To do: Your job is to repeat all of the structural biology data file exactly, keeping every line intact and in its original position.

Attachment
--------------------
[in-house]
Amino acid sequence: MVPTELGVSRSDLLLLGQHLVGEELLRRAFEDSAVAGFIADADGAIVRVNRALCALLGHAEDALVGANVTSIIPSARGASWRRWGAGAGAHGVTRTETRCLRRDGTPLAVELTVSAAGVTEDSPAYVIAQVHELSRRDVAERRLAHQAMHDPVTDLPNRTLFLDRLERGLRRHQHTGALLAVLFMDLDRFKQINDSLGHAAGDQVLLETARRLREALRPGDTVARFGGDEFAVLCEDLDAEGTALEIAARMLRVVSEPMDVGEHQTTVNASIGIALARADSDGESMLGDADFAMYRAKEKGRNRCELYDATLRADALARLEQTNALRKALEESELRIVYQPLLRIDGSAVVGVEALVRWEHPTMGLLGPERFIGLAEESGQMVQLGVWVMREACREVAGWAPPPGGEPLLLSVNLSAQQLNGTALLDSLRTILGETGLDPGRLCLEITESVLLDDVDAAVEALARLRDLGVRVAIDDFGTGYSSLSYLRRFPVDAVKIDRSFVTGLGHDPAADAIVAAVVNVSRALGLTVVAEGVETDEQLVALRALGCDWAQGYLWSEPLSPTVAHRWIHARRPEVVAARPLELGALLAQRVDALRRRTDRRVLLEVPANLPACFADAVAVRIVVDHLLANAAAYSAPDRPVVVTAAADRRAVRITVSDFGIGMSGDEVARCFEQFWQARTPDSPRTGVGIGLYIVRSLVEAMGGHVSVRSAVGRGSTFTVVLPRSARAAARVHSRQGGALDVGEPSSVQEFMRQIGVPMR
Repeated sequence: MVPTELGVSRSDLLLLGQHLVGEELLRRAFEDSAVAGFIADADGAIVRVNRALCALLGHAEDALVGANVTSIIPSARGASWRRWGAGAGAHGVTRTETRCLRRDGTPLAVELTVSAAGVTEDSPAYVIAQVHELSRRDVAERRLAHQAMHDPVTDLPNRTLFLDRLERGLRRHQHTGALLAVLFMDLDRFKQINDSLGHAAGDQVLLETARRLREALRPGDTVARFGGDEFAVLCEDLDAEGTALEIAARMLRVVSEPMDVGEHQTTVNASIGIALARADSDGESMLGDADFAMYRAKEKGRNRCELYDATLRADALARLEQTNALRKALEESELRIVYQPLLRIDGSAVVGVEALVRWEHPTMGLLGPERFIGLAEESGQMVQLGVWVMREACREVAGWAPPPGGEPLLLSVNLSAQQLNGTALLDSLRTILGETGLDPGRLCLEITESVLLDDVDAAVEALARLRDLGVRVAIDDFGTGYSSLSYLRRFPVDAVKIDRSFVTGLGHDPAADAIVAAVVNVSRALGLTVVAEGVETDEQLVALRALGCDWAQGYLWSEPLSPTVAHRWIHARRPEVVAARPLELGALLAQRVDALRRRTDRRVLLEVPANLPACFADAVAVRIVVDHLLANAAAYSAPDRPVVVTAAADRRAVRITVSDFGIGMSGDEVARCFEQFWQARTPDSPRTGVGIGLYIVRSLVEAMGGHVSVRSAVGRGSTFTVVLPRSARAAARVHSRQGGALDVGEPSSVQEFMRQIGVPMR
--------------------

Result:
[in-house]
Amino acid sequence: MVPTELGVSRSDLLLLGQHLVGEELLRRAFEDSAVAGFIADADGAIVRVNRALCALLGHAEDALVGANVTSIIPSARGASWRRWGAGAGAHGVTRTETRCLRRDGTPLAVELTVSAAGVTEDSPAYVIAQVHELSRRDVAERRLAHQAMHDPVTDLPNRTLFLDRLERGLRRHQHTGALLAVLFMDLDRFKQINDSLGHAAGDQVLLETARRLREALRPGDTVARFGGDEFAVLCEDLDAEGTALEIAARMLRVVSEPMDVGEHQTTVNASIGIALARADSDGESMLGDADFAMYRAKEKGRNRCELYDATLRADALARLEQTNALRKALEESELRIVYQPLLRIDGSAVVGVEALVRWEHPTMGLLGPERFIGLAEESGQMVQLGVWVMREACREVAGWAPPPGGEPLLLSVNLSAQQLNGTALLDSLRTILGETGLDPGRLCLEITESVLLDDVDAAVEALARLRDLGVRVAIDDFGTGYSSLSYLRRFPVDAVKIDRSFVTGLGHDPAADAIVAAVVNVSRALGLTVVAEGVETDEQLVALRALGCDWAQGYLWSEPLSPTVAHRWIHARRPEVVAARPLELGALLAQRVDALRRRTDRRVLLEVPANLPACFADAVAVRIVVDHLLANAAAYSAPDRPVVVTAAADRRAVRITVSDFGIGMSGDEVARCFEQFWQARTPDSPRTGVGIGLYIVRSLVEAMGGHVSVRSAVGRGSTFTVVLPRSARAAARVHSRQGGALDVGEPSSVQEFMRQIGVPMR
Repeated sequence: MVPTELGVSRSDLLLLGQHLVGEELLRRAFEDSAVAGFIADADGAIVRVNRALCALLGHAEDALVGANVTSIIPSARGASWRRWGAGAGAHGVTRTETRCLRRDGTPLAVELTVSAAGVTEDSPAYVIAQVHELSRRDVAERRLAHQAMHDPVTDLPNRTLFLDRLERGLRRHQHTGALLAVLFMDLDRFKQINDSLGHAAGDQVLLETARRLREALRPGDTVARFGGDEFAVLCEDLDAEGTALEIAARMLRVVSEPMDVGEHQTTVNASIGIALARADSDGESMLGDADFAMYRAKEKGRNRCELYDATLRADALARLEQTNALRKALEESELRIVYQPLLRIDGSAVVGVEALVRWEHPTMGLLGPERFIGLAEESGQMVQLGVWVMREACREVAGWAPPPGGEPLLLSVNLSAQQLNGTALLDSLRTILGETGLDPGRLCLEITESVLLDDVDAAVEALARLRDLGVRVAIDDFGTGYSSLSYLRRFPVDAVKIDRSFVTGLGHDPAADAIVAAVVNVSRALGLTVVAEGVETDEQLVALRALGCDWAQGYLWSEPLSPTVAHRWIHARRPEVVAARPLELGALLAQRVDALRRRTDRRVLLEVPANLPACFADAVAVRIVVDHLLANAAAYSAPDRPVVVTAAADRRAVRITVSDFGIGMSGDEVARCFEQFWQARTPDSPRTGVGIGLYIVRSLVEAMGGHVSVRSAVGRGSTFTVVLPRSARAAARVHSRQGGALDVGEPSSVQEFMRQIGVPMR